As Trial Nears, ‘Carlos the Jackal’ Retains His Bluster
PARIS — He has lost much of his hair and, after a 10-day prison hunger strike last month, a bit of his signature paunch. But as he prepares to stand trial on Monday for a series of bombings he is accused of orchestrating in the early 1980s, Ilich Ramírez Sánchez, better known as Carlos the Jackal, seems to have lost little of his bravado.
Although forbidden from communicating with anyone other than his family and his lawyers, Mr. Ramírez managed to organize interviews last month with a French newspaper and a radio station that were conducted using a smuggled mobile phone. In those conversations, the 62-year-old Venezuelan came across as combative and rambling, attacking unspecified “falsifications” in the case against him, though refusing to either admit to or deny the allegations.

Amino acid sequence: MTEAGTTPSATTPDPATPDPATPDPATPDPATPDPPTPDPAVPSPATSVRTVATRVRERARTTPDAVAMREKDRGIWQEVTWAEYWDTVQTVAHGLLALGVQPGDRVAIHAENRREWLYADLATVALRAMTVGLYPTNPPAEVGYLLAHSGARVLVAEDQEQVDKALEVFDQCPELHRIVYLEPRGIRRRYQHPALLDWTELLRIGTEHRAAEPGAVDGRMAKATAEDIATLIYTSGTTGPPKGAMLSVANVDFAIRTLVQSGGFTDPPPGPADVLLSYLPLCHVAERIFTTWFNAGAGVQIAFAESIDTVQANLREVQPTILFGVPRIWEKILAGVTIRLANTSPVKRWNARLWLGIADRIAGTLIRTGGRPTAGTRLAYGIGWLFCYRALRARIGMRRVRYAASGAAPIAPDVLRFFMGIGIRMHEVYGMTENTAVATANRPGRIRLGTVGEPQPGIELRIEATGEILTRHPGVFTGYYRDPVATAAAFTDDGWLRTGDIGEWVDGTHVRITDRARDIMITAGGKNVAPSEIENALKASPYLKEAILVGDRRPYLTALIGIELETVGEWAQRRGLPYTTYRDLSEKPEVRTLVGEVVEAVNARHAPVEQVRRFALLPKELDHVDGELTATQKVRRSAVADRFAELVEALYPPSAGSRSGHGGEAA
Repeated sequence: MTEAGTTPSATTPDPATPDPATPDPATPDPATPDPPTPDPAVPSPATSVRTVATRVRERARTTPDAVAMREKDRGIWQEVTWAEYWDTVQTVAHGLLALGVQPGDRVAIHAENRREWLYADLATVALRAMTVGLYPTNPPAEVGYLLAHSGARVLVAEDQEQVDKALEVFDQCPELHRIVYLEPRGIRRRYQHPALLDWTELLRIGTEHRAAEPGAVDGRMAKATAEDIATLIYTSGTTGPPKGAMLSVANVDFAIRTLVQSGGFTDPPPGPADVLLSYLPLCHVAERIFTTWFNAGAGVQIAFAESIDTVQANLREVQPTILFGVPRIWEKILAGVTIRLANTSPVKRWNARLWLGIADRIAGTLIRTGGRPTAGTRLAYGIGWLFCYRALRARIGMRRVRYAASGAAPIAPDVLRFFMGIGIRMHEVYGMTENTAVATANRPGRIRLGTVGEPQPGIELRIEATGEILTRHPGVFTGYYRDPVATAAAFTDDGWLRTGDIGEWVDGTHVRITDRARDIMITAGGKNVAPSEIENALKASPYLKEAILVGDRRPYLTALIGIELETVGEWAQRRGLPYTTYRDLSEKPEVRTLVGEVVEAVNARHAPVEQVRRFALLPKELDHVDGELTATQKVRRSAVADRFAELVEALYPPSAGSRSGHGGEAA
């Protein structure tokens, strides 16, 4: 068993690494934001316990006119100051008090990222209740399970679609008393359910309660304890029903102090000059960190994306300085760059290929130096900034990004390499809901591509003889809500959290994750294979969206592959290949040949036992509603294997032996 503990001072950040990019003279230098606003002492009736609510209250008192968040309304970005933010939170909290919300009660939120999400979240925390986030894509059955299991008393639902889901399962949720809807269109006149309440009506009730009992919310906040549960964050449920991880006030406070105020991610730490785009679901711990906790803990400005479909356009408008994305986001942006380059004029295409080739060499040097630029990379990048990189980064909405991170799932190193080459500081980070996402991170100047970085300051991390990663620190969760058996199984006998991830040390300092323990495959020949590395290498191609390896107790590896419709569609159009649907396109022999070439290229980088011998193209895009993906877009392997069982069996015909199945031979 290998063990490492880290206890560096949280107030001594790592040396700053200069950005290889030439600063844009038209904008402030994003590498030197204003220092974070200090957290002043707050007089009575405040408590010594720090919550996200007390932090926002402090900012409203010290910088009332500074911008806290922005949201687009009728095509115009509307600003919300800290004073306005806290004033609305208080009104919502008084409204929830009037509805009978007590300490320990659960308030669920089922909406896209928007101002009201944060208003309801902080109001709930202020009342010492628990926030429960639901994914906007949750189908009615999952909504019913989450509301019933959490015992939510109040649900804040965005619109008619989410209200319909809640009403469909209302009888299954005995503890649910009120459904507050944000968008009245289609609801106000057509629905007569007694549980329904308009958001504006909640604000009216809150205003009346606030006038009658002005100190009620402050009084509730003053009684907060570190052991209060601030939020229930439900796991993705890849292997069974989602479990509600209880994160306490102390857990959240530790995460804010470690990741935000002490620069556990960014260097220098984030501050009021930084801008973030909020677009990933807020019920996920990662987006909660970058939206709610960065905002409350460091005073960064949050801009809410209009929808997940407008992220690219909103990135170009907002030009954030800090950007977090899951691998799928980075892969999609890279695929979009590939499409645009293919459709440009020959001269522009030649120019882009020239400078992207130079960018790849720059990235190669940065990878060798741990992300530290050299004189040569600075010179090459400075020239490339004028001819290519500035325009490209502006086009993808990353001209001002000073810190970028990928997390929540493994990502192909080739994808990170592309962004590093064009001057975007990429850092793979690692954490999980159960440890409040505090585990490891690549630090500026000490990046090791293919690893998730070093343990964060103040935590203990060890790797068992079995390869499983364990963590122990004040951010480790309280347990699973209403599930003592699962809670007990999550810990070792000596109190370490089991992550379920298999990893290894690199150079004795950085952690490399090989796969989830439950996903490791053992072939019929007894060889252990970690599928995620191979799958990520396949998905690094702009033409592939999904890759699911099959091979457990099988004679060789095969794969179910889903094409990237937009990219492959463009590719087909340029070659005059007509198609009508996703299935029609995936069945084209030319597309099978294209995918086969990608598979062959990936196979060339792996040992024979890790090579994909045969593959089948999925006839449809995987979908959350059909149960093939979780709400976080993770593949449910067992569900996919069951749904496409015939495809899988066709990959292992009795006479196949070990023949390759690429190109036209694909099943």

“I am not in the habit of making egocentric declarations,” Mr. Ramírez told the newspaper, Libération, when asked whether he was responsible for the bombings. “Nor will I play the prosecution’s pitiful games.”...
comments powered by Disqus
- Stephanie Coontz’s work on the history of marriage cited by the Supreme Court.
- How Does It Feel To Have One’s Work as a Historian Cited by the Supreme Court? Cool. Very Cool. Thank You Very Much.
- NYT History Book Reviews: Who Got Noticed this Week?
- David Hackett Fischer wins $100,000 prize for lifetime achievement in military writing
- Russian historian slams Putin